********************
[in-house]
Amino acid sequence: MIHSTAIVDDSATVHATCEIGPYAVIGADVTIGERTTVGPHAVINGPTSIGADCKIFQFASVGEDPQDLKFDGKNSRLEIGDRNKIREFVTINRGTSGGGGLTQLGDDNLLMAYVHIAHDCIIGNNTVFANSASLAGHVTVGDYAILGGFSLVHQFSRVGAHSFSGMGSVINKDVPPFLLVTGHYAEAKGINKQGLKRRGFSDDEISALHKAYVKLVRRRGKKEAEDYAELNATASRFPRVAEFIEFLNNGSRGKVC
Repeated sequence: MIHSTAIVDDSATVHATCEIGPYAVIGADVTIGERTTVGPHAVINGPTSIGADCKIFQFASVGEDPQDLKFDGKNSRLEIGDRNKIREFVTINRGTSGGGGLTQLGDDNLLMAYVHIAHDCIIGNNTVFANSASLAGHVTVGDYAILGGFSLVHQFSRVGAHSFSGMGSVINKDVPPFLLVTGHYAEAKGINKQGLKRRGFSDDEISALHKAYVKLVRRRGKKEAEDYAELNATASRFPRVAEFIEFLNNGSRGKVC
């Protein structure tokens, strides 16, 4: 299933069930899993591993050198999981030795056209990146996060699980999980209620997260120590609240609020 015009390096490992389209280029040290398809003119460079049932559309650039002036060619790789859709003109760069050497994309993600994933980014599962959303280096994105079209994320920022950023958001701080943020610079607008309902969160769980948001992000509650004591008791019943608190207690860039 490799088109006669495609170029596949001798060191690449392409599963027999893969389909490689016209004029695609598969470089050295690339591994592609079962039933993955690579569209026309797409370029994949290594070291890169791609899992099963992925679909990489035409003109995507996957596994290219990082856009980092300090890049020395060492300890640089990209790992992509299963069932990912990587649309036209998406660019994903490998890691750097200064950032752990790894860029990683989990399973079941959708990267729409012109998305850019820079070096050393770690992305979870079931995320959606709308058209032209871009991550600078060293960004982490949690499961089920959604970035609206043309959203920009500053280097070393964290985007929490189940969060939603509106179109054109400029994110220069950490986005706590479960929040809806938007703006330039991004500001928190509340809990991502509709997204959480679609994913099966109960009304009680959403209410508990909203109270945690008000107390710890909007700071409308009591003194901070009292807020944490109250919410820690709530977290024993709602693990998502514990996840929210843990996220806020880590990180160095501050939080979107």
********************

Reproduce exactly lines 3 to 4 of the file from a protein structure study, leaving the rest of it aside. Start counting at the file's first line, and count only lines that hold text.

Repeated sequence: MIHSTAIVDDSATVHATCEIGPYAVIGADVTIGERTTVGPHAVINGPTSIGADCKIFQFASVGEDPQDLKFDGKNSRLEIGDRNKIREFVTINRGTSGGGGLTQLGDDNLLMAYVHIAHDCIIGNNTVFANSASLAGHVTVGDYAILGGFSLVHQFSRVGAHSFSGMGSVINKDVPPFLLVTGHYAEAKGINKQGLKRRGFSDDEISALHKAYVKLVRRRGKKEAEDYAELNATASRFPRVAEFIEFLNNGSRGKVC
């Protein structure tokens, strides 16, 4: 299933069930899993591993050198999981030795056209990146996060699980999980209620997260120590609240609020 015009390096490992389209280029040290398809003119460079049932559309650039002036060619790789859709003109760069050497994309993600994933980014599962959303280096994105079209994320920022950023958001701080943020610079607008309902969160769980948001992000509650004591008791019943608190207690860039 490799088109006669495609170029596949001798060191690449392409599963027999893969389909490689016209004029695609598969470089050295690339591994592609079962039933993955690579569209026309797409370029994949290594070291890169791609899992099963992925679909990489035409003109995507996957596994290219990082856009980092300090890049020395060492300890640089990209790992992509299963069932990912990587649309036209998406660019994903490998890691750097200064950032752990790894860029990683989990399973079941959708990267729409012109998305850019820079070096050393770690992305979870079931995320959606709308058209032209871009991550600078060293960004982490949690499961089920959604970035609206043309959203920009500053280097070393964290985007929490189940969060939603509106179109054109400029994110220069950490986005706590479960929040809806938007703006330039991004500001928190509340809990991502509709997204959480679609994913099966109960009304009680959403209410508990909203109270945690008000107390710890909007700071409308009591003194901070009292807020944490109250919410820690709530977290024993709602693990998502514990996840929210843990996220806020880590990180160095501050939080979107």